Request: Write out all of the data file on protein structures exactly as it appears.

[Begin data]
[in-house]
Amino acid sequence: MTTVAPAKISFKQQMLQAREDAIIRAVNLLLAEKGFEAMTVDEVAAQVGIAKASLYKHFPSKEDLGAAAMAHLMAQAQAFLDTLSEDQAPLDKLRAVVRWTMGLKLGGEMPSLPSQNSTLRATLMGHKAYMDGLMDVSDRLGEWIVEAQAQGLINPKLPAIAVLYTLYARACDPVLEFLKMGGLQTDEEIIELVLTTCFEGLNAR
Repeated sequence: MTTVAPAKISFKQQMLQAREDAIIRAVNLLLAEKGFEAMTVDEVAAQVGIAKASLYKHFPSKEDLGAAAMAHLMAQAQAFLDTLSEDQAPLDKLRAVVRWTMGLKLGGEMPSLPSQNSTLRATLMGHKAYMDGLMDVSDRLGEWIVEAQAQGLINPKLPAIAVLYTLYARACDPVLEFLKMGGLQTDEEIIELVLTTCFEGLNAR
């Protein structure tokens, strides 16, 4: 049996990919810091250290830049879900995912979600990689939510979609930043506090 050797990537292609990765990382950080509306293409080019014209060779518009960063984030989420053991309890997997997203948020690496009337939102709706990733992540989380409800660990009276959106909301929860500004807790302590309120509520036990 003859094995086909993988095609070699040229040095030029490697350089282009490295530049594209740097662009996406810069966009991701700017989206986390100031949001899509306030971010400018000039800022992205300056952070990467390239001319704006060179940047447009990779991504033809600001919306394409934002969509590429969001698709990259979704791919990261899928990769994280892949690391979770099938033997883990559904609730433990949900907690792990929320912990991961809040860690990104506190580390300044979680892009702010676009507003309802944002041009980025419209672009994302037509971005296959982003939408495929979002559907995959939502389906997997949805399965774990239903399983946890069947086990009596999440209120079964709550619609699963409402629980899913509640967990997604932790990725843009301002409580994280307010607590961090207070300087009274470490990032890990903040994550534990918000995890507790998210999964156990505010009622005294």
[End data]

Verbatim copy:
[in-house]
Amino acid sequence: MTTVAPAKISFKQQMLQAREDAIIRAVNLLLAEKGFEAMTVDEVAAQVGIAKASLYKHFPSKEDLGAAAMAHLMAQAQAFLDTLSEDQAPLDKLRAVVRWTMGLKLGGEMPSLPSQNSTLRATLMGHKAYMDGLMDVSDRLGEWIVEAQAQGLINPKLPAIAVLYTLYARACDPVLEFLKMGGLQTDEEIIELVLTTCFEGLNAR
Repeated sequence: MTTVAPAKISFKQQMLQAREDAIIRAVNLLLAEKGFEAMTVDEVAAQVGIAKASLYKHFPSKEDLGAAAMAHLMAQAQAFLDTLSEDQAPLDKLRAVVRWTMGLKLGGEMPSLPSQNSTLRATLMGHKAYMDGLMDVSDRLGEWIVEAQAQGLINPKLPAIAVLYTLYARACDPVLEFLKMGGLQTDEEIIELVLTTCFEGLNAR
């Protein structure tokens, strides 16, 4: 049996990919810091250290830049879900995912979600990689939510979609930043506090 050797990537292609990765990382950080509306293409080019014209060779518009960063984030989420053991309890997997997203948020690496009337939102709706990733992540989380409800660990009276959106909301929860500004807790302590309120509520036990 003859094995086909993988095609070699040229040095030029490697350089282009490295530049594209740097662009996406810069966009991701700017989206986390100031949001899509306030971010400018000039800022992205300056952070990467390239001319704006060179940047447009990779991504033809600001919306394409934002969509590429969001698709990259979704791919990261899928990769994280892949690391979770099938033997883990559904609730433990949900907690792990929320912990991961809040860690990104506190580390300044979680892009702010676009507003309802944002041009980025419209672009994302037509971005296959982003939408495929979002559907995959939502389906997997949805399965774990239903399983946890069947086990009596999440209120079964709550619609699963409402629980899913509640967990997604932790990725843009301002409580994280307010607590961090207070300087009274470490990032890990903040994550534990918000995890507790998210999964156990505010009622005294």